The aim of this report is to provide a concise summary of selected child care findings in a single document. In our previous work, variables included in regression models, both with respect to selection variables and predictor variables have varied by child outcome (NICHD ECCRN, 1998; 2000a; 2001a; 2002; 2003, 2005). We chose to focus on findings from early childhood so we can describe the association between child care experiences on outcomes while children are still experiencing child care. We have demonstrated that children who experienced higher quality child care showed higher levels of cognitive and language development at each assessment age during early childhood (NICHD ECCRN, 2000a, 2002) and more positive social and peer outcomes at 36 months (NICHD ECCRN, 1998; 2001a) than children in lower quality child care. We also found that children who attended child care centers tended to show higher levels of cognitive and language skills, but also more problem behaviors (NICHD ECCRN, 2002; in press). Finally, we reported that children who spent more hours in routine nonmaternal care were reported by their caregivers as exhibiting more behavior problems at 24 and 54 months (NICHD ECCRN, 1998, 2002, 2003). Models in those papers were different by design; they included the relevant covariates for specific outcomes. In contrast, our goal in this report is to describe the associations between quality, quantity, and type of care using a single model, and to compare observed effect sizes for these aspects of child care to that of a predictor believed to have developmental significance, namely parenting.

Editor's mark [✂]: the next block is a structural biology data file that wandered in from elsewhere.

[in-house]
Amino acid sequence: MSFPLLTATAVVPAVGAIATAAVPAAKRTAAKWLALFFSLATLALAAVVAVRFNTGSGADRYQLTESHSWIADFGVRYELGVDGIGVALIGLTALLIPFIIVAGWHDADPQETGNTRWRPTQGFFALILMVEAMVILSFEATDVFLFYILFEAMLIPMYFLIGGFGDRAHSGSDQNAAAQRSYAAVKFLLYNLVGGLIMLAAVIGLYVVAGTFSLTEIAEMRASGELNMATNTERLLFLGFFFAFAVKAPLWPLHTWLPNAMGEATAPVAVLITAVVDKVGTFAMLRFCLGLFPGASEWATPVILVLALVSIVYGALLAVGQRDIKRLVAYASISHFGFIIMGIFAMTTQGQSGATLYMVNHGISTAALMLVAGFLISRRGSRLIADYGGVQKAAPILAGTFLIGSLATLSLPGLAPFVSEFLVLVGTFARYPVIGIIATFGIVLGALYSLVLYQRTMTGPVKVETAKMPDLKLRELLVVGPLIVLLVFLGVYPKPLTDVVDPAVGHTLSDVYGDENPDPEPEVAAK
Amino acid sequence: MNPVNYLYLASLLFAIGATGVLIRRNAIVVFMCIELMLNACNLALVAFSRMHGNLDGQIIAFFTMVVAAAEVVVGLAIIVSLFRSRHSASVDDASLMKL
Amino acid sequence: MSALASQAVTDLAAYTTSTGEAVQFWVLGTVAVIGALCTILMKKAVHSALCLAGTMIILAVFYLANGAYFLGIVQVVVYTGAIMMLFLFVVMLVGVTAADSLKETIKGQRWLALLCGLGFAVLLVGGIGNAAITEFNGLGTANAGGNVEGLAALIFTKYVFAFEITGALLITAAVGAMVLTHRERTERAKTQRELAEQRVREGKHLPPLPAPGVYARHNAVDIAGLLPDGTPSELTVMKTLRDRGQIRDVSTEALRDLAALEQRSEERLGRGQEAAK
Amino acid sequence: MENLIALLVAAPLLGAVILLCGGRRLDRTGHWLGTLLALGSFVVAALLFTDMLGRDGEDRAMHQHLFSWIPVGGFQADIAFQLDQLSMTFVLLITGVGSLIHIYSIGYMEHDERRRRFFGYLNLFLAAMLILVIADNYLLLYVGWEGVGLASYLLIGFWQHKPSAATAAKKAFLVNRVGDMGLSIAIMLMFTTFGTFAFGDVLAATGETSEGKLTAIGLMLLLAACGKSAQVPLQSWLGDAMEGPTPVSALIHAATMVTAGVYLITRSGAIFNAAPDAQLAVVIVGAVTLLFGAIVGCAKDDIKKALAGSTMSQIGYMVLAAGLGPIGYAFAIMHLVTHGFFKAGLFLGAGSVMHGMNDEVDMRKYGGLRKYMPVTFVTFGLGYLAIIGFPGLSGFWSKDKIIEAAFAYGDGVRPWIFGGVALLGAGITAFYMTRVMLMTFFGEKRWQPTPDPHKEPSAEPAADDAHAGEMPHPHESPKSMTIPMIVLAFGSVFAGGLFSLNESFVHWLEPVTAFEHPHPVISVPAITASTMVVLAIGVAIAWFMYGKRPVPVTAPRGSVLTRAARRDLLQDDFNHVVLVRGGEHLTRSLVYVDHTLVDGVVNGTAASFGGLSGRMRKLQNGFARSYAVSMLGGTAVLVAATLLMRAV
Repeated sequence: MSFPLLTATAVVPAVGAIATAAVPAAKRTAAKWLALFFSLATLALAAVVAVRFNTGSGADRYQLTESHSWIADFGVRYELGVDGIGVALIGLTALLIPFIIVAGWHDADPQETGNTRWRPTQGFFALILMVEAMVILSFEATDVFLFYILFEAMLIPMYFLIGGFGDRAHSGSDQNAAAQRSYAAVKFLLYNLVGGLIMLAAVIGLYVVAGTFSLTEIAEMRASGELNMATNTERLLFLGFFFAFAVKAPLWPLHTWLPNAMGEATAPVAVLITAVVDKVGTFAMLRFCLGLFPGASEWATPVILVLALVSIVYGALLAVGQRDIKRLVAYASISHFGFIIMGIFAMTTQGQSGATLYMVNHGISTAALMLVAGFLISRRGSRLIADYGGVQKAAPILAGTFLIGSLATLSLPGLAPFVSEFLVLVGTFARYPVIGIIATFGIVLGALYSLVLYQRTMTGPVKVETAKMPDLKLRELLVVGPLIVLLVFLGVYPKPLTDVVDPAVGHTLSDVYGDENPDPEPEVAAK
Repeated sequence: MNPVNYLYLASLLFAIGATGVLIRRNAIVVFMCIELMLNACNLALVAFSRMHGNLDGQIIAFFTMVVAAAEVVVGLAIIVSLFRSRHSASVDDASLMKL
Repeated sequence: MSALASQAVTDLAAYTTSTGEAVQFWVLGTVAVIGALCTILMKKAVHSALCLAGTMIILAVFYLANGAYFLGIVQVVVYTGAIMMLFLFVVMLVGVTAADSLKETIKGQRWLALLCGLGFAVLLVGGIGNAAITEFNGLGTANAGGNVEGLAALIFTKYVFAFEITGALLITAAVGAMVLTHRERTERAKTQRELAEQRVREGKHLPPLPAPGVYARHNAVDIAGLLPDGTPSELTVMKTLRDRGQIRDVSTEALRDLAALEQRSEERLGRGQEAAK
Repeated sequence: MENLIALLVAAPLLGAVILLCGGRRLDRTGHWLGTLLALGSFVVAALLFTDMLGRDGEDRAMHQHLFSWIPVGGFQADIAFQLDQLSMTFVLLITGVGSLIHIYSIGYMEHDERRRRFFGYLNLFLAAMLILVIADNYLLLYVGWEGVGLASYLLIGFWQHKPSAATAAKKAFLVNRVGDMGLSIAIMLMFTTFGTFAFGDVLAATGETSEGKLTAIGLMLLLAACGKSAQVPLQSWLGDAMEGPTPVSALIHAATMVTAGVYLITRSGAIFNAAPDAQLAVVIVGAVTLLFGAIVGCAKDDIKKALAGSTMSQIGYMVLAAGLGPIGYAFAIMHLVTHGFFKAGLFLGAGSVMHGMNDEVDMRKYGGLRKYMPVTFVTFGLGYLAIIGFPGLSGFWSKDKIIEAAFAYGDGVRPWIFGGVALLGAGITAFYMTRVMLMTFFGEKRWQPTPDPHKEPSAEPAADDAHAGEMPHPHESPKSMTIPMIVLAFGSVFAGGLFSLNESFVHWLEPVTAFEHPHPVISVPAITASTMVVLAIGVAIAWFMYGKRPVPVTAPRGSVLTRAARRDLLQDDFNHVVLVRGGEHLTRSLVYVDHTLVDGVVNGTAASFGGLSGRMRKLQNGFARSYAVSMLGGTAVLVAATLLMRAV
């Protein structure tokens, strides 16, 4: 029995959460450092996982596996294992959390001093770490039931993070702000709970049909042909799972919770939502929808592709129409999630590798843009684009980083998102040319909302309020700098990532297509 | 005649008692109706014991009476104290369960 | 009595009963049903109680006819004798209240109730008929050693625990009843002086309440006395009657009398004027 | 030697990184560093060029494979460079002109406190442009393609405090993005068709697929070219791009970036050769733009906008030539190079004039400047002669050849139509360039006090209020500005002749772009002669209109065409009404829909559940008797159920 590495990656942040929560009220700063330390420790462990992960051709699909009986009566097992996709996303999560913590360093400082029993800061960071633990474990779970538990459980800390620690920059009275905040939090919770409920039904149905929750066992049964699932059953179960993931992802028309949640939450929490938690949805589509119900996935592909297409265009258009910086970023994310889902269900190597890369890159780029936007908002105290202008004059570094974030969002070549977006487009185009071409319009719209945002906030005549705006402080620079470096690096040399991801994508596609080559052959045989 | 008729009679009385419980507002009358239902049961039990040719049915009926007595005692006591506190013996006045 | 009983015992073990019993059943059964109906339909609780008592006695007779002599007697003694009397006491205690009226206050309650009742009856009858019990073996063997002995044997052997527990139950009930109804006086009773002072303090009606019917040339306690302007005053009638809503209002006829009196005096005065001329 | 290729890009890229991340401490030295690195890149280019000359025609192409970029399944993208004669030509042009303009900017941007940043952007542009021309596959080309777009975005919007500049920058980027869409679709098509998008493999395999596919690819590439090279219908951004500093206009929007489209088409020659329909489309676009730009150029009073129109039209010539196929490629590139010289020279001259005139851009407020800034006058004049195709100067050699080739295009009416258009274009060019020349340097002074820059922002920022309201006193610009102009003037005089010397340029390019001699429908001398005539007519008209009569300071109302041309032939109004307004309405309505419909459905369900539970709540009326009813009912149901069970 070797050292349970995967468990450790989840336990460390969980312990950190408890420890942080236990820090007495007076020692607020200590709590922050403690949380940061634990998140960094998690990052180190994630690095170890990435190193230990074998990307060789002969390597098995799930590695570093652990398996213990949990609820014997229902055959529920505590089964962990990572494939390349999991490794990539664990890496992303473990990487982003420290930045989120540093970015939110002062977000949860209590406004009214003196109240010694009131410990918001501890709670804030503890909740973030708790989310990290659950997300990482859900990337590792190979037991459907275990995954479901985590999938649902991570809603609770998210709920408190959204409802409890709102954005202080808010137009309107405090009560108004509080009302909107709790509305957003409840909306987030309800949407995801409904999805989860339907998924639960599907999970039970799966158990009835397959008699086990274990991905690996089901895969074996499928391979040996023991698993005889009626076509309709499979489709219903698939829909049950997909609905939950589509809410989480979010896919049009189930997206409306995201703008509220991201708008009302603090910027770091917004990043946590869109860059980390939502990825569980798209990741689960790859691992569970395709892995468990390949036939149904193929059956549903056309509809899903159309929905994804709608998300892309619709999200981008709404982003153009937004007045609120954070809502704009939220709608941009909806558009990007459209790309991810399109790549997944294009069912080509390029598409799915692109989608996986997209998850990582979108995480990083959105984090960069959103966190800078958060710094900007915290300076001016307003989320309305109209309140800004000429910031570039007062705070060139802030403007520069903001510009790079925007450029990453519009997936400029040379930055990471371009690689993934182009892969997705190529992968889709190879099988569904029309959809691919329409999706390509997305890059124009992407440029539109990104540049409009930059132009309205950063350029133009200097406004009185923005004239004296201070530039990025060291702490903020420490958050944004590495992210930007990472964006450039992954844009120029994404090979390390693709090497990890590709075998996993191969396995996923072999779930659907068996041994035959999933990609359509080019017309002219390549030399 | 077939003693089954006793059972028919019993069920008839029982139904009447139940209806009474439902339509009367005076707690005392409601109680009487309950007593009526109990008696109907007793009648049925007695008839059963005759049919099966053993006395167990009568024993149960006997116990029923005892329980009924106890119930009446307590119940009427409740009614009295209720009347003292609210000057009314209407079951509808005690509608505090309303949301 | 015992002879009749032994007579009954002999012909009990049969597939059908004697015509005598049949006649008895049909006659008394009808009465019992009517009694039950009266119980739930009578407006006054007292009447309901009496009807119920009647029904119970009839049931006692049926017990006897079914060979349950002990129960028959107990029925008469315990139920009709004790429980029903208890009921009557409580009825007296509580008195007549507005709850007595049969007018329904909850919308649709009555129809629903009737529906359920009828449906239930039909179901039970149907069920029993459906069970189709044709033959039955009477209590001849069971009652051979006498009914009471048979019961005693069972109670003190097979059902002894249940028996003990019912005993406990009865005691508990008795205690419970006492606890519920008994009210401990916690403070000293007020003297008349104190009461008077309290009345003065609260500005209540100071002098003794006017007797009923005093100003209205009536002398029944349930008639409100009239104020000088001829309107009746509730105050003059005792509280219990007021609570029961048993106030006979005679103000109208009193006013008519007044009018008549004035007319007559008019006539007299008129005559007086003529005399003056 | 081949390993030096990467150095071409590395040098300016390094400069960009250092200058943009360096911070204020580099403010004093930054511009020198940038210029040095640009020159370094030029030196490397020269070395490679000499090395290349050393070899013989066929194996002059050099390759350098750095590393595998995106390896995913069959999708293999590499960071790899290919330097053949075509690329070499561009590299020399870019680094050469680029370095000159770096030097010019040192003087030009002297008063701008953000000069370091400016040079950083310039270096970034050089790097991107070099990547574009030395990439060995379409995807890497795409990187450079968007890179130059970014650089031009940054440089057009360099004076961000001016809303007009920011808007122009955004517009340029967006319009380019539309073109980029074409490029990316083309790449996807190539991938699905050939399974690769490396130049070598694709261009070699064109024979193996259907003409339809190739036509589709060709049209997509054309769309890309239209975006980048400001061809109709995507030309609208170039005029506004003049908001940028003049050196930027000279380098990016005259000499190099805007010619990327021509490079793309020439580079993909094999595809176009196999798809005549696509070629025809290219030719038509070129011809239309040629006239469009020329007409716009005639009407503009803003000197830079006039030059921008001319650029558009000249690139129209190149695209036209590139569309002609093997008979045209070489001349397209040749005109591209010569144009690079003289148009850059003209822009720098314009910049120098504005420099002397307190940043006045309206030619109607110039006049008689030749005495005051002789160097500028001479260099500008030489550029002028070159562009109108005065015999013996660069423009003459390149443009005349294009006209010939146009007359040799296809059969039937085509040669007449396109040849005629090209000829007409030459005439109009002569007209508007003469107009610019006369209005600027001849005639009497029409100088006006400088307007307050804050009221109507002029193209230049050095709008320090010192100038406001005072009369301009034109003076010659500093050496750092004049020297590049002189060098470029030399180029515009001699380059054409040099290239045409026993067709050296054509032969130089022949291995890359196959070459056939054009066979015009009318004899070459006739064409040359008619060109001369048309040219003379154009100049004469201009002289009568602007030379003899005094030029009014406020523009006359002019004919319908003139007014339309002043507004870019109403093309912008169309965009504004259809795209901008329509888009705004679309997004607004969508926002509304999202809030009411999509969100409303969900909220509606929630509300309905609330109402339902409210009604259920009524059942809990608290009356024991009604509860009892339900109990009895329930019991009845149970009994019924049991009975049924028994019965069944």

Background of Overall Project

Participants in the NICHD Study of Early Child Care and Youth Development were recruited during the first 11 months of 1991, from hospitals located in or near Charlottesville, VA; Irvine, CA; Lawrence, KS; Little Rock, AR; Madison, WI; Morganton, NC; Philadelphia, PA; Pittsburgh, PA; Seattle, WA; and Boston, MA. Screening and enrollment were accomplished in three stages: a hospital screening at birth, a phone call 2 weeks later, and an interview when the infant was 1 month old (see NICHD ECCRN, 2005 for complete details). . The recruited families included 24% ethnic minority children, 10% mothers without a high school education, and 14% single mothers. Most of the 1364 recruited families participated in all data collection, although sample sizes were slightly smaller at 15 months (n=1245), 24 months (n=1202), 36 months (n=1210), and 54 months (n=1095). At each age, the excluded families were more likely (p<.05) to be headed by a single parent, African-American and have less income. Mother tended to have less education, more depressive symptoms, and lower parenting scores. Children experienced fewer hours per week of child care and were less likely to attend child care centers.

The first analysis compared children with exclusive maternal care to children who experienced at least some child care on a variety of developmental outcomes, and included all children with outcome data at any age. The remaining analyses examined child care characteristics and included only children who had been observed in their child care setting.

Project Assessment Plan

The major face-to-face early childhood assessments occurred when children were 1, 6, 15, 24, 36, and 54 months of age. The families were visited at home at 1 month; children were observed at home and in child care at 6 months; and at 15, 24, 36, and 54 months home, child care, and laboratory visits were conducted. In addition, data were obtained between major assessments from telephone interviews every 3 months through 36 months and at 42, 46, and 50 months. Details about all data collection procedures are documented in Manuals of Operation of the study, which can be found at